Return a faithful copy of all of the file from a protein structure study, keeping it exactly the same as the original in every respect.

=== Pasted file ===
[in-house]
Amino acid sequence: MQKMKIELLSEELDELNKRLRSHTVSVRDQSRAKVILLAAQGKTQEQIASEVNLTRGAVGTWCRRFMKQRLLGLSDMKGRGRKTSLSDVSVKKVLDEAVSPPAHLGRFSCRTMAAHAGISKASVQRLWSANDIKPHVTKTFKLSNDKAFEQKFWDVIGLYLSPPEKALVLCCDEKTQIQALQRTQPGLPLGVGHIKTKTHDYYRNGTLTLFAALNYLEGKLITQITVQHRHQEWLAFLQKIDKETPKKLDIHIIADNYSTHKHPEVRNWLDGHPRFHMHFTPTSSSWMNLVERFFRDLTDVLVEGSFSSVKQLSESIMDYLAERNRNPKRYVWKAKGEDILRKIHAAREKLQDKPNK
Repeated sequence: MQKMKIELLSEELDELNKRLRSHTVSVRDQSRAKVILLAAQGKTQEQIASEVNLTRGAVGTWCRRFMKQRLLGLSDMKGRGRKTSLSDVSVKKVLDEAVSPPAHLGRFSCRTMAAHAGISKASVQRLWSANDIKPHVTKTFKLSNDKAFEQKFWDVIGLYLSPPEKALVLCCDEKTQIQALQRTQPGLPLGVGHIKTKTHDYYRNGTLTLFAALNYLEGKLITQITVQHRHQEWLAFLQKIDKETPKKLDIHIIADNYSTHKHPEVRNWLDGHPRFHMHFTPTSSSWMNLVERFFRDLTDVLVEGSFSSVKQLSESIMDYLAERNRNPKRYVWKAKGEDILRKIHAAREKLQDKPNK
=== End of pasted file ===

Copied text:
[in-house]
Amino acid sequence: MQKMKIELLSEELDELNKRLRSHTVSVRDQSRAKVILLAAQGKTQEQIASEVNLTRGAVGTWCRRFMKQRLLGLSDMKGRGRKTSLSDVSVKKVLDEAVSPPAHLGRFSCRTMAAHAGISKASVQRLWSANDIKPHVTKTFKLSNDKAFEQKFWDVIGLYLSPPEKALVLCCDEKTQIQALQRTQPGLPLGVGHIKTKTHDYYRNGTLTLFAALNYLEGKLITQITVQHRHQEWLAFLQKIDKETPKKLDIHIIADNYSTHKHPEVRNWLDGHPRFHMHFTPTSSSWMNLVERFFRDLTDVLVEGSFSSVKQLSESIMDYLAERNRNPKRYVWKAKGEDILRKIHAAREKLQDKPNK
Repeated sequence: MQKMKIELLSEELDELNKRLRSHTVSVRDQSRAKVILLAAQGKTQEQIASEVNLTRGAVGTWCRRFMKQRLLGLSDMKGRGRKTSLSDVSVKKVLDEAVSPPAHLGRFSCRTMAAHAGISKASVQRLWSANDIKPHVTKTFKLSNDKAFEQKFWDVIGLYLSPPEKALVLCCDEKTQIQALQRTQPGLPLGVGHIKTKTHDYYRNGTLTLFAALNYLEGKLITQITVQHRHQEWLAFLQKIDKETPKKLDIHIIADNYSTHKHPEVRNWLDGHPRFHMHFTPTSSSWMNLVERFFRDLTDVLVEGSFSSVKQLSESIMDYLAERNRNPKRYVWKAKGEDILRKIHAAREKLQDKPNK